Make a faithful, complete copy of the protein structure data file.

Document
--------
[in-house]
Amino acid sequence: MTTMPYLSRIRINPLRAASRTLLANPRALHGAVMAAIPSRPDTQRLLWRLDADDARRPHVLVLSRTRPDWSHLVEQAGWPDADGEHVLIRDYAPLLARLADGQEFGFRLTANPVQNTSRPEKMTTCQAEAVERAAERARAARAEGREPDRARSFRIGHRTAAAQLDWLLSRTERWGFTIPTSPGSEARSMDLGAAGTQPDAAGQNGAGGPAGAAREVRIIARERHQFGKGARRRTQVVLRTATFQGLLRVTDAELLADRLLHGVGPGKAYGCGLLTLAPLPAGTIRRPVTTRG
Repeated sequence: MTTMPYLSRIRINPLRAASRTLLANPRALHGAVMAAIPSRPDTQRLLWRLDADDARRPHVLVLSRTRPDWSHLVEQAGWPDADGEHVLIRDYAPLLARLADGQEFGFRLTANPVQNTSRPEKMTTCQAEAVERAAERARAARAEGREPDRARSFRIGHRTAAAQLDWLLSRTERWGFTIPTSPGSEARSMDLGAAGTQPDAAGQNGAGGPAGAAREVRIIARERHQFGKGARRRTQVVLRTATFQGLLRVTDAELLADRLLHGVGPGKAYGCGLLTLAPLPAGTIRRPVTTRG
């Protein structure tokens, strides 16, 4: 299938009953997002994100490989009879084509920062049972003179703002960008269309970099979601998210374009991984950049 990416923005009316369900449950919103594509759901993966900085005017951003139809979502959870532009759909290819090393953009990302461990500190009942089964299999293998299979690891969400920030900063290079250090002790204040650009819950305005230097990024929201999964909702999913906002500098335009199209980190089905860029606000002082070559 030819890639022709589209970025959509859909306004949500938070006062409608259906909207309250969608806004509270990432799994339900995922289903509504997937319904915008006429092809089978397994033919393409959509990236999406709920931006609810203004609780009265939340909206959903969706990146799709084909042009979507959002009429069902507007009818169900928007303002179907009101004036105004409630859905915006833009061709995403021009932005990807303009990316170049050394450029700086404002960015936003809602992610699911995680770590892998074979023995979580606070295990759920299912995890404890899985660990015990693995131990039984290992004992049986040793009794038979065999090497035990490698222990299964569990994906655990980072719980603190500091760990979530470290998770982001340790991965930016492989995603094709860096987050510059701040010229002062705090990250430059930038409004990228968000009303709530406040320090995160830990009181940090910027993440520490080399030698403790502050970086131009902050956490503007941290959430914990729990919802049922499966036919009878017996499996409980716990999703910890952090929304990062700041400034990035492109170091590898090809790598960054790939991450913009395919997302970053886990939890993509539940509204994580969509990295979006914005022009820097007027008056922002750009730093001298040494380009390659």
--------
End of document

[in-house]
Amino acid sequence: MTTMPYLSRIRINPLRAASRTLLANPRALHGAVMAAIPSRPDTQRLLWRLDADDARRPHVLVLSRTRPDWSHLVEQAGWPDADGEHVLIRDYAPLLARLADGQEFGFRLTANPVQNTSRPEKMTTCQAEAVERAAERARAARAEGREPDRARSFRIGHRTAAAQLDWLLSRTERWGFTIPTSPGSEARSMDLGAAGTQPDAAGQNGAGGPAGAAREVRIIARERHQFGKGARRRTQVVLRTATFQGLLRVTDAELLADRLLHGVGPGKAYGCGLLTLAPLPAGTIRRPVTTRG
Repeated sequence: MTTMPYLSRIRINPLRAASRTLLANPRALHGAVMAAIPSRPDTQRLLWRLDADDARRPHVLVLSRTRPDWSHLVEQAGWPDADGEHVLIRDYAPLLARLADGQEFGFRLTANPVQNTSRPEKMTTCQAEAVERAAERARAARAEGREPDRARSFRIGHRTAAAQLDWLLSRTERWGFTIPTSPGSEARSMDLGAAGTQPDAAGQNGAGGPAGAAREVRIIARERHQFGKGARRRTQVVLRTATFQGLLRVTDAELLADRLLHGVGPGKAYGCGLLTLAPLPAGTIRRPVTTRG
């Protein structure tokens, strides 16, 4: 299938009953997002994100490989009879084509920062049972003179703002960008269309970099979601998210374009991984950049 990416923005009316369900449950919103594509759901993966900085005017951003139809979502959870532009759909290819090393953009990302461990500190009942089964299999293998299979690891969400920030900063290079250090002790204040650009819950305005230097990024929201999964909702999913906002500098335009199209980190089905860029606000002082070559 030819890639022709589209970025959509859909306004949500938070006062409608259906909207309250969608806004509270990432799994339900995922289903509504997937319904915008006429092809089978397994033919393409959509990236999406709920931006609810203004609780009265939340909206959903969706990146799709084909042009979507959002009429069902507007009818169900928007303002179907009101004036105004409630859905915006833009061709995403021009932005990807303009990316170049050394450029700086404002960015936003809602992610699911995680770590892998074979023995979580606070295990759920299912995890404890899985660990015990693995131990039984290992004992049986040793009794038979065999090497035990490698222990299964569990994906655990980072719980603190500091760990979530470290998770982001340790991965930016492989995603094709860096987050510059701040010229002062705090990250430059930038409004990228968000009303709530406040320090995160830990009181940090910027993440520490080399030698403790502050970086131009902050956490503007941290959430914990729990919802049922499966036919009878017996499996409980716990999703910890952090929304990062700041400034990035492109170091590898090809790598960054790939991450913009395919997302970053886990939890993509539940509204994580969509990295979006914005022009820097007027008056922002750009730093001298040494380009390659």